Editor's note: Over the course of 12 months, the Times introduced readers to numerous people and situations for seemingly a split second, and then the news moved on. Today, we revisit a handful of stories that may have had readers asking, Whatever happened to ...
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SPRING HILL — Joan Bates couldn't believe how quickly the bulldozers leveled the place she'd called home for more than two decades.
"It was up for 23 years and came down in 45 minutes," Bates recalls of demolition day last July.
Two months earlier, on May 6, a sinkhole roughly 15 feet deep opened under the Bates' home at 2133 Orchard Park Drive, devouring much of the garage and a front portion of the 2,100-square foot ranch-style house as a crew repaired holes under the house.
No one was home and there were no injuries, but the house was a total loss.
After the television news crews got their dramatic images and departed, Joan and her husband, Jim, got on with their lives.
The family retrieved nearly all of their possessions, though Jim's new Honda motorcycle had fallen into the hole and could not be salvaged. Insurance paid off the balance of the loan for the bike, Joan Bates said.
The Bates remembered too late that they'd moved a box of wedding photos to the garage at some point before the house sank. A week after the catastrophic event, a rainstorm ruined the box of memories, Joan Bates said.
"That really bothered me," she recalls, choking back tears.
One of the Bates' neighbors offered to rent her house in Wellington to the family while they find a permanent home. They are still there.
The family had considered rebuilding on the same spot, but financial and geological realities took hold. The slab of the new home would have to be pinned to the limestone far beneath the surface, a process that could cost as much $180,000, Joan Bates said.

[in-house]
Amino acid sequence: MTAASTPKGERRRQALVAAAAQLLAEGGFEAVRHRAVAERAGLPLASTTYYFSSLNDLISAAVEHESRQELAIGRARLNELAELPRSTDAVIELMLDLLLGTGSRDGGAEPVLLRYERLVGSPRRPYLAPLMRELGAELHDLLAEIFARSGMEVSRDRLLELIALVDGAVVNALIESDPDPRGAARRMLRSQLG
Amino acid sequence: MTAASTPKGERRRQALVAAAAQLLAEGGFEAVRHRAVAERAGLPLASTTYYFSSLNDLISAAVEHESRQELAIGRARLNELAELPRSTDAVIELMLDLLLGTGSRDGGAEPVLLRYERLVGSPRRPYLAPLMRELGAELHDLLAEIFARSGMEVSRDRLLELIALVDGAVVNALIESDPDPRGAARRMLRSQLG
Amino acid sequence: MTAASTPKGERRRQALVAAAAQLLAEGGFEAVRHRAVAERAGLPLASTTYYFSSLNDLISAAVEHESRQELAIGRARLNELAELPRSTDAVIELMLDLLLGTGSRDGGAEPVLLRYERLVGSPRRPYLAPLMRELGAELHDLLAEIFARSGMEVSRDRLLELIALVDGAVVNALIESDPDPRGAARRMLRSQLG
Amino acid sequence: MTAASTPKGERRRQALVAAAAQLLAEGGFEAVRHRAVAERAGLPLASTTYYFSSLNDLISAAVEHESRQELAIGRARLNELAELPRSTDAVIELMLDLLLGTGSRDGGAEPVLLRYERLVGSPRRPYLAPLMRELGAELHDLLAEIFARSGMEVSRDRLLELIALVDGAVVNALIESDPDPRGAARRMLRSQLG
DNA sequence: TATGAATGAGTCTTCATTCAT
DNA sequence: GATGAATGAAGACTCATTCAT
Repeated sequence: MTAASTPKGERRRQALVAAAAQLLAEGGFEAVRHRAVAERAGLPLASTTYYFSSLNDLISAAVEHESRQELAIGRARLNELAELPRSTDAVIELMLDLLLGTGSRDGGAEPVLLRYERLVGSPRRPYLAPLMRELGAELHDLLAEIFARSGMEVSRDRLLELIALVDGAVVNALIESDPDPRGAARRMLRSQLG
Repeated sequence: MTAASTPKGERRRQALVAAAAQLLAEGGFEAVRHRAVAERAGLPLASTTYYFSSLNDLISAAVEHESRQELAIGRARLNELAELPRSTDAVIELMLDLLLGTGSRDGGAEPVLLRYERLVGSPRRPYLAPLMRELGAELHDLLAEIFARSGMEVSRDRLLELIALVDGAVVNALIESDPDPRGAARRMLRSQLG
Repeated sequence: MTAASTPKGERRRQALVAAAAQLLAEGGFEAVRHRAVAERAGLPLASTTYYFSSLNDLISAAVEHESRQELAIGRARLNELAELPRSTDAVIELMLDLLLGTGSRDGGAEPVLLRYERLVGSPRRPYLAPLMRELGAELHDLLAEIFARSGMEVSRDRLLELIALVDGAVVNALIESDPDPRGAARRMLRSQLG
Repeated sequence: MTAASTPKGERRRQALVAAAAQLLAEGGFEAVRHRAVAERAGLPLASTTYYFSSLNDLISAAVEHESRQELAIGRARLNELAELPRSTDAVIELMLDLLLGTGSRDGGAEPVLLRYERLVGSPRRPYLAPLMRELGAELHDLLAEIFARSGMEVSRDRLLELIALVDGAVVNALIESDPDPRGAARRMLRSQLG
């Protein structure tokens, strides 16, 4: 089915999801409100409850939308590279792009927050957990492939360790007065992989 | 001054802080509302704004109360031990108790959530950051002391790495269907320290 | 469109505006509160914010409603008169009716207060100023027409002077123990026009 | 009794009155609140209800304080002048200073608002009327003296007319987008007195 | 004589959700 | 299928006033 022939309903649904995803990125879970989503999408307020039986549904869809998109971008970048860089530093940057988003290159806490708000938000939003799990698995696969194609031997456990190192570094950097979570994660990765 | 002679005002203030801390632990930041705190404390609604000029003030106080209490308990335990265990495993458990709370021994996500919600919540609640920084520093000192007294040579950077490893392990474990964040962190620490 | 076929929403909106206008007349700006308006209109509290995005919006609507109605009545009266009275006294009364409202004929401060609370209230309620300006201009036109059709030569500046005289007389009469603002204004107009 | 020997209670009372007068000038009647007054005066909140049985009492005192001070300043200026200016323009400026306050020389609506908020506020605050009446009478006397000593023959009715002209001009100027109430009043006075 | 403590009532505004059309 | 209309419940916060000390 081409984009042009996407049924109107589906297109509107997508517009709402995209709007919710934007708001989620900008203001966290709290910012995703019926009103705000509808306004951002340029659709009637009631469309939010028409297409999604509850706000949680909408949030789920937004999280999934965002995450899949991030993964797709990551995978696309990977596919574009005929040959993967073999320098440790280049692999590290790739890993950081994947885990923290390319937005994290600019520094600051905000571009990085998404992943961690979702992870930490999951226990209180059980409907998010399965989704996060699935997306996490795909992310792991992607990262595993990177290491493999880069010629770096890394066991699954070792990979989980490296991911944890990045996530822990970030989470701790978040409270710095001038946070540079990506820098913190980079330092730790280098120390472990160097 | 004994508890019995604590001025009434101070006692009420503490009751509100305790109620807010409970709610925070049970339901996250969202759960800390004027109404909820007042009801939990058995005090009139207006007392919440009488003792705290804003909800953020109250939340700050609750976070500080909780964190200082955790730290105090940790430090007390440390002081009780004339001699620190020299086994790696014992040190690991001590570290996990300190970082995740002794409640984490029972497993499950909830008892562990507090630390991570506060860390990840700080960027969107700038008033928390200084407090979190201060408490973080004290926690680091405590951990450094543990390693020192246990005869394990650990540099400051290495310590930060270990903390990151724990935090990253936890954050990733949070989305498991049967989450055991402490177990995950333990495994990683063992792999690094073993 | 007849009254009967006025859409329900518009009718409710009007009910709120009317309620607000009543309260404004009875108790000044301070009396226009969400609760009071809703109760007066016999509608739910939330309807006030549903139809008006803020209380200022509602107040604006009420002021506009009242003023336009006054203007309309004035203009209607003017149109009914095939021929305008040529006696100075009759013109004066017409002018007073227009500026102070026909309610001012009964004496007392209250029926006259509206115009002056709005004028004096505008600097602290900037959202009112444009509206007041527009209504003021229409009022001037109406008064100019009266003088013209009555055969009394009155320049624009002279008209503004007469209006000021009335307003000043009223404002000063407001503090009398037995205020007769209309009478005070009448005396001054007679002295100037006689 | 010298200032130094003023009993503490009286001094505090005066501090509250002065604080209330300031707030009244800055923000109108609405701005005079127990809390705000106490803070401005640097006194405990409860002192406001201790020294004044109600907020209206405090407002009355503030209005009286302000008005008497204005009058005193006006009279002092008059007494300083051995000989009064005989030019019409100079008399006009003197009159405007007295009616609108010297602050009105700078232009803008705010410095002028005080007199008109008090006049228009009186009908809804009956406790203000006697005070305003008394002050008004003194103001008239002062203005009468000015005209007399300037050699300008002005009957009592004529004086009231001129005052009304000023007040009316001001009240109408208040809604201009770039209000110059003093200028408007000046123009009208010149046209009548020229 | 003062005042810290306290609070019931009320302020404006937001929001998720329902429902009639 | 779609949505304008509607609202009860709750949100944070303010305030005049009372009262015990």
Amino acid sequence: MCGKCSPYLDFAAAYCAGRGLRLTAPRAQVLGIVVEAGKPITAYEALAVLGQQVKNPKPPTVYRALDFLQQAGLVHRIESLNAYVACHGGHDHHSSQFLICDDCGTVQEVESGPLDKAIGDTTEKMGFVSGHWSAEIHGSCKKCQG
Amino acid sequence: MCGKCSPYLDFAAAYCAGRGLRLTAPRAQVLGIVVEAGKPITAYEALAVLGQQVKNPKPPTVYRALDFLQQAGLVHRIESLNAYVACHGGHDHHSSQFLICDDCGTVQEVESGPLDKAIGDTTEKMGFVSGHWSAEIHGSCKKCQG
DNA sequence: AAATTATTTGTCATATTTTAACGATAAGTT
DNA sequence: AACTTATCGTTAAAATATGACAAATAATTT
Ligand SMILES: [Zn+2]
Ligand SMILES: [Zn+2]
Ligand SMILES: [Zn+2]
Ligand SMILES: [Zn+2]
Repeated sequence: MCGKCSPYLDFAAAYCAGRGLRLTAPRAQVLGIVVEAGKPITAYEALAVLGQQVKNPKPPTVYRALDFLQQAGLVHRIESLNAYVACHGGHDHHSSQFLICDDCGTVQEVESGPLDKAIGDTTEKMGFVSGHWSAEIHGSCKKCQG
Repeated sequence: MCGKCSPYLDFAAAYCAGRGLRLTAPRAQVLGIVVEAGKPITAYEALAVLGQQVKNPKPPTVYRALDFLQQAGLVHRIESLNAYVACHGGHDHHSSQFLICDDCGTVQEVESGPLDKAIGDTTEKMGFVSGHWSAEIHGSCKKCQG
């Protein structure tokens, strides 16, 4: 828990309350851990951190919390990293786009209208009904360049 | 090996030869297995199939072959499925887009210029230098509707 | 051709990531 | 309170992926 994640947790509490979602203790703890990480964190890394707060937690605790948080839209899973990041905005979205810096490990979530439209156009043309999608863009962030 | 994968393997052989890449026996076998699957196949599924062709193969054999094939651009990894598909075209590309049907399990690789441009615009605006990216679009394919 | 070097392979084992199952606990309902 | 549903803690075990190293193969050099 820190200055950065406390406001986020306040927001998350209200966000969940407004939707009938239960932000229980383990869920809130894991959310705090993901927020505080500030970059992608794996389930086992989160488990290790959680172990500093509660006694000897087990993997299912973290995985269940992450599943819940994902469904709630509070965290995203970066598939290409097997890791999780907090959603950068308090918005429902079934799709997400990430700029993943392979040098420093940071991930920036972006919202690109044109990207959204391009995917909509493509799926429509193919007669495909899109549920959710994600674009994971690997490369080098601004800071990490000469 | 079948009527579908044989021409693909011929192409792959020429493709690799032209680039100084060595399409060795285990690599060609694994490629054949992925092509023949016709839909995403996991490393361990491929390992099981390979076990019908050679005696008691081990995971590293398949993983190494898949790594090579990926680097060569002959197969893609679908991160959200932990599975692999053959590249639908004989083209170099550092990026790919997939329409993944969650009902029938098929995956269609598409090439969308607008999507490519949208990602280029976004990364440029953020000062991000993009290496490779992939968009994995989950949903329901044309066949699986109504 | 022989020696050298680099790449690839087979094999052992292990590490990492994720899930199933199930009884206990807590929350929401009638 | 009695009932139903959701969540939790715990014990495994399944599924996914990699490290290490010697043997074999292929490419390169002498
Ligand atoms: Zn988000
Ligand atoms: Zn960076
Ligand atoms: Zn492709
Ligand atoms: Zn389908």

"Everybody told us it would not be a good idea," she said.
Instead, they are selling the lot to their former next-door neighbor, whose rear property line bordered the Bates' side yard. They expect to close the deal this week.
"She's going to have a beautiful back yard," Joan Bates said.
The Bates got a check from their insurance company for the house but say they had to hire a lawyer in the process. They declined to say how much they received for the structure, which in 2008 was valued at $108,000, records show.
"Everybody thinks we made lot of money from this house," she said. "We didn't make anything."
Joan Bates did say the family has enough money to put a down payment on a new house and hope to find a home and move sometime next year. For now, more than two dozen boxes of the family's belongings sit in the garage of their rental place.
"It's a terrible feeling not knowing where you're going," she said, though she added that they plan to stay in Spring Hill, sinkholes and all. "I'm not afraid to buy a house in Hernando."
The family has enjoyed happy progress on some fronts. The couple's son Danny, who lived with them at the time of the sinkhole, has since bought his own house in Spring Hill, Joan Bates said.
Jim Bates, a plant manager for the Pasco County school system, is about to retire. Joan, who retired two years ago after working for Publix for 20 years, is looking for a job.
Finding something to do will help in the process of moving on, she said, and the family needs the income.
"It's been a tough year, but we'll bounce back," she said. "I hope 2010 is a better year for everybody."
Tony Marrero, Times Staff Writer. Times researcher Shirl Kennedy contributed to this report.
Strangers help Army family settle in home